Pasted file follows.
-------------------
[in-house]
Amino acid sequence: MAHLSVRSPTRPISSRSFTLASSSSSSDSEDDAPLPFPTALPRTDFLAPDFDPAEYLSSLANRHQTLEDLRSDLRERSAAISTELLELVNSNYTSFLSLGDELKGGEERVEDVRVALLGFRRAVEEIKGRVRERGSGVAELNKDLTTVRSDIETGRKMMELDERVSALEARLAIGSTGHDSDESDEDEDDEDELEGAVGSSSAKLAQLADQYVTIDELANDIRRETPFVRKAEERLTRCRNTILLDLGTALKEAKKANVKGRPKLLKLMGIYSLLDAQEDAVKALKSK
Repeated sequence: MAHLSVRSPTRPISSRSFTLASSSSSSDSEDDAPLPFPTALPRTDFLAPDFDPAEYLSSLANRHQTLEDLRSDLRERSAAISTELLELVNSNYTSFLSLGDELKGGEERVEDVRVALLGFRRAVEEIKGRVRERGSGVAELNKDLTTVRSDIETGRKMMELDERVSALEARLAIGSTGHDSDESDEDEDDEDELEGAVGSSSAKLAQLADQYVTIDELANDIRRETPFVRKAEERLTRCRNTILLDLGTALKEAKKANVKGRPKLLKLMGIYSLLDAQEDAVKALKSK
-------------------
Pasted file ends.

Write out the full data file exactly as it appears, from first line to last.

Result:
[in-house]
Amino acid sequence: MAHLSVRSPTRPISSRSFTLASSSSSSDSEDDAPLPFPTALPRTDFLAPDFDPAEYLSSLANRHQTLEDLRSDLRERSAAISTELLELVNSNYTSFLSLGDELKGGEERVEDVRVALLGFRRAVEEIKGRVRERGSGVAELNKDLTTVRSDIETGRKMMELDERVSALEARLAIGSTGHDSDESDEDEDDEDELEGAVGSSSAKLAQLADQYVTIDELANDIRRETPFVRKAEERLTRCRNTILLDLGTALKEAKKANVKGRPKLLKLMGIYSLLDAQEDAVKALKSK
Repeated sequence: MAHLSVRSPTRPISSRSFTLASSSSSSDSEDDAPLPFPTALPRTDFLAPDFDPAEYLSSLANRHQTLEDLRSDLRERSAAISTELLELVNSNYTSFLSLGDELKGGEERVEDVRVALLGFRRAVEEIKGRVRERGSGVAELNKDLTTVRSDIETGRKMMELDERVSALEARLAIGSTGHDSDESDEDEDDEDELEGAVGSSSAKLAQLADQYVTIDELANDIRRETPFVRKAEERLTRCRNTILLDLGTALKEAKKANVKGRPKLLKLMGIYSLLDAQEDAVKALKSK